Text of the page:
The Fed Holds the Keys

07/12/2012 10:30 am EST


Jack Adamo

Editor, Jack Adamo's Insiders Plus

A lot of the market action is similar to what we've seen during the past couple of years, but the Federal Reserve is increasingly driving this bus, writes Jack Adamo in Insiders Plus.

I was surprised to see our hedges fall more than 6% last week. The S&P 500 dropped 0.5%. Usually that would cause the puts to rise 3% to 5%. I guess the “Bernanke put” is more powerful than the SPY put.

Even after the terrible jobs report, the market has stayed relatively calm, averring that it’s only a matter of time before the Fed steps in to juice the it again. With the election so close, that seems likely.

Once again, the ADP private (non-governmental) jobs report was much better than the official non-farm payroll report. A lot of the job losses were in the Federal government, whereas in the last few years, state and local governments were the biggest losers. In aggregate, they make up a much bigger percentage of employment than the Federal government. I forget the exact proportion; I think it’s on the order of six times larger.

Speaking of forgetting, I said a couple weeks ago that I thought Texas had gone bankrupt during the nineties. I got an irate e-mail from a Texan who said it wasn’t true and that the state has a law that requires its budget to be balanced. I trust his memory on this. My recollection was from a banking analyst's remarks about state governments.

It may have been that the state pension fund went bankrupt. On the other hand, I may have gotten the state wrong, but I’m pretty sure I didn’t. It wasn’t important enough to dig into; it was just an offhanded remark. In any case, my apologies to all the proud Texans out there.

Back to the overall economy—the US manufacturing sector contracted in June for the first time since July 2009, as new demand crashed, according to data released Monday by the Institute for Supply Management. The ISM's manufacturing purchasing managers' index fell to 49.7 last month from 53.5 in May. A reading above 50 indicates expanding activity.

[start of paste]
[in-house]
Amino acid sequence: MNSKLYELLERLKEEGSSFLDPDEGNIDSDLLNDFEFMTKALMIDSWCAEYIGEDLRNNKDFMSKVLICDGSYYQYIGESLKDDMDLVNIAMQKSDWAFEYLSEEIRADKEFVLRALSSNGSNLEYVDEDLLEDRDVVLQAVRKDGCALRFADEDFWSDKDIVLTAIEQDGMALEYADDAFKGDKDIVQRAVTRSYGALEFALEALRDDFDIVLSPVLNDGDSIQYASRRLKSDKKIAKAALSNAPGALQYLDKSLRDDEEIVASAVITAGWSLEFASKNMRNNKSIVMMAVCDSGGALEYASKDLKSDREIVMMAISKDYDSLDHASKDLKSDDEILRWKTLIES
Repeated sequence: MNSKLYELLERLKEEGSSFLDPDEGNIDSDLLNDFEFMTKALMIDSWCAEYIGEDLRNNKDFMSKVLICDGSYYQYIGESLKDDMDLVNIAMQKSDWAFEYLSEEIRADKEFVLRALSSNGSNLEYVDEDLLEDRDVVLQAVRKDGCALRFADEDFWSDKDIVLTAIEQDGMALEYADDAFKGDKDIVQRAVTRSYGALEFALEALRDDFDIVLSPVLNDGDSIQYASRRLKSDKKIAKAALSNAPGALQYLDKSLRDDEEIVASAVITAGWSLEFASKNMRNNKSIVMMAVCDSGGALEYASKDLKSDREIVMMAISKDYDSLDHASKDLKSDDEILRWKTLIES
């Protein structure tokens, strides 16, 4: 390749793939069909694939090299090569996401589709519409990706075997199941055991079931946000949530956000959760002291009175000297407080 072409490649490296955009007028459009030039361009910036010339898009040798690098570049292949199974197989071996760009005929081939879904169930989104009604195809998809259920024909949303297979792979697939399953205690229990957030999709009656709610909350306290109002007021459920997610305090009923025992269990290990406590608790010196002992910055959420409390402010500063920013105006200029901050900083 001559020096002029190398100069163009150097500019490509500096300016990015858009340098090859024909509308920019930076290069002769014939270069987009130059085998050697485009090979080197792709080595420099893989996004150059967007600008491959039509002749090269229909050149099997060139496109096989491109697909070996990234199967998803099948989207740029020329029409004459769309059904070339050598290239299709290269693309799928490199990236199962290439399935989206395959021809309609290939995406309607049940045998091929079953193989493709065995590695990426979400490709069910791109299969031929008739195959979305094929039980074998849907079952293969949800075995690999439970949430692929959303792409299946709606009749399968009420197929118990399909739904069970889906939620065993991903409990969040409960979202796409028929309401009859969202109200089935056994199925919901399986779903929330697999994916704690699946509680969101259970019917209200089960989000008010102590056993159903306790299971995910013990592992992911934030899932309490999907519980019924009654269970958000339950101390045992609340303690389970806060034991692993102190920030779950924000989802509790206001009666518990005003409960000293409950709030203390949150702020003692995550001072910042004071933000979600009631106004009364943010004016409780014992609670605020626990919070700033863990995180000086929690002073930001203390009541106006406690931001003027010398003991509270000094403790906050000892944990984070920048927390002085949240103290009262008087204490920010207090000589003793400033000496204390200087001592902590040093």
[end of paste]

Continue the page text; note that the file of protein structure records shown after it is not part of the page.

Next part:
The very important new orders index plummeted to 47.8 from 60.1 in May. It was the first contraction in new orders since April 2009.

The exports index dropped to 47.5 in June from 53.5 in May. The exports numbers are especially important. The weak dollar has boosted our exports in the last few years, and has been about the only strong point in a very weak recovery. But Europe’s sliding economy and measures to weaken its own currency are hurting our exports, and therefore company profits and GDP.

US manufacturers saw price pressures continue to ease last month. The prices paid index dropped to 37.0 from 47.5 in May and 61.0 in April. Lower prices for manufacturers sounds good, unless it’s an indication of deflation. Given the other inputs above, that what it looks like to me.

Of course, every week we see at least one economic indicator that, like a rebellious teenager, refuses to go along with the crowd. Spending on construction projects grew in May to its highest level in nearly two-and-a-half years, pushed by increased homebuilding and other private-sector spending.

In any case, all this theory will fall by the wayside as earnings come out. The recent rally is, so far, not qualitatively or quantitatively different from the one we had in 2010 and 2011. After a terrible April and May, we got brief but strong rallies, only to plunge much lower in July or August.

 I think the fundamental pieces are in place for that again this year. Only the mighty Fed stands in the way. In the meantime, we wait.

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